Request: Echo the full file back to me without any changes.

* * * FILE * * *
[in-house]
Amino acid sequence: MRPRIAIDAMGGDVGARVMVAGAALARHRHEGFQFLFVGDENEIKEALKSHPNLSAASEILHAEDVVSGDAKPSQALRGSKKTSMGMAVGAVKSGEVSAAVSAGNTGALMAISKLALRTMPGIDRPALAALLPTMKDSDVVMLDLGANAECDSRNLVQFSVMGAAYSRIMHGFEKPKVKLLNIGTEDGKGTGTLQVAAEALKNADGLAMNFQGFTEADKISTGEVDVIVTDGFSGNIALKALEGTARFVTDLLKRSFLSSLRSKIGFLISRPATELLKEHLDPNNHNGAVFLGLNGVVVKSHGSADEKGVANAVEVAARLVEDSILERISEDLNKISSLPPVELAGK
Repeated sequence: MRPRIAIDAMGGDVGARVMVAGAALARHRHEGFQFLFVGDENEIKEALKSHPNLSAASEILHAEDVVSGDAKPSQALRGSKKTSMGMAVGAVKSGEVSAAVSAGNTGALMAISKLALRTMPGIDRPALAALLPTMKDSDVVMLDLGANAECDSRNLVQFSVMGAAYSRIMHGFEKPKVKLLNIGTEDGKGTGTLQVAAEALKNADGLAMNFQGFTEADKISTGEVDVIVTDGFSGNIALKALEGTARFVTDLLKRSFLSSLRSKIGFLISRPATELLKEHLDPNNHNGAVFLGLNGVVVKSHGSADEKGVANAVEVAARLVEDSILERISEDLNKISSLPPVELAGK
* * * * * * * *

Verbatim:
[in-house]
Amino acid sequence: MRPRIAIDAMGGDVGARVMVAGAALARHRHEGFQFLFVGDENEIKEALKSHPNLSAASEILHAEDVVSGDAKPSQALRGSKKTSMGMAVGAVKSGEVSAAVSAGNTGALMAISKLALRTMPGIDRPALAALLPTMKDSDVVMLDLGANAECDSRNLVQFSVMGAAYSRIMHGFEKPKVKLLNIGTEDGKGTGTLQVAAEALKNADGLAMNFQGFTEADKISTGEVDVIVTDGFSGNIALKALEGTARFVTDLLKRSFLSSLRSKIGFLISRPATELLKEHLDPNNHNGAVFLGLNGVVVKSHGSADEKGVANAVEVAARLVEDSILERISEDLNKISSLPPVELAGK
Repeated sequence: MRPRIAIDAMGGDVGARVMVAGAALARHRHEGFQFLFVGDENEIKEALKSHPNLSAASEILHAEDVVSGDAKPSQALRGSKKTSMGMAVGAVKSGEVSAAVSAGNTGALMAISKLALRTMPGIDRPALAALLPTMKDSDVVMLDLGANAECDSRNLVQFSVMGAAYSRIMHGFEKPKVKLLNIGTEDGKGTGTLQVAAEALKNADGLAMNFQGFTEADKISTGEVDVIVTDGFSGNIALKALEGTARFVTDLLKRSFLSSLRSKIGFLISRPATELLKEHLDPNNHNGAVFLGLNGVVVKSHGSADEKGVANAVEVAARLVEDSILERISEDLNKISSLPPVELAGK